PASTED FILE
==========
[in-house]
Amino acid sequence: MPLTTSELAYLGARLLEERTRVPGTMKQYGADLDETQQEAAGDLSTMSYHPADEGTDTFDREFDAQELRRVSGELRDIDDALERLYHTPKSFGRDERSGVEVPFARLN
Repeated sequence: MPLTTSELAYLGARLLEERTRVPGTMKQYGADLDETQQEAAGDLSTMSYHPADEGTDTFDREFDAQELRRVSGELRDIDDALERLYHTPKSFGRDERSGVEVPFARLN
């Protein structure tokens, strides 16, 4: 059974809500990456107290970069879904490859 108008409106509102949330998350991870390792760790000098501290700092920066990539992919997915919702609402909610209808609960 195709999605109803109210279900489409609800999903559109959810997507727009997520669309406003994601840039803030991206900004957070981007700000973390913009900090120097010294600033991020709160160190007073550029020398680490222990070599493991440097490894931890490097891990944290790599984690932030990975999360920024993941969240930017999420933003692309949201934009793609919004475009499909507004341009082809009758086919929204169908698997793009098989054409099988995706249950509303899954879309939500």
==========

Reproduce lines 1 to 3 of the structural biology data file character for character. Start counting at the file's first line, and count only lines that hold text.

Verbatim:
[in-house]
Amino acid sequence: MPLTTSELAYLGARLLEERTRVPGTMKQYGADLDETQQEAAGDLSTMSYHPADEGTDTFDREFDAQELRRVSGELRDIDDALERLYHTPKSFGRDERSGVEVPFARLN
Repeated sequence: MPLTTSELAYLGARLLEERTRVPGTMKQYGADLDETQQEAAGDLSTMSYHPADEGTDTFDREFDAQELRRVSGELRDIDDALERLYHTPKSFGRDERSGVEVPFARLN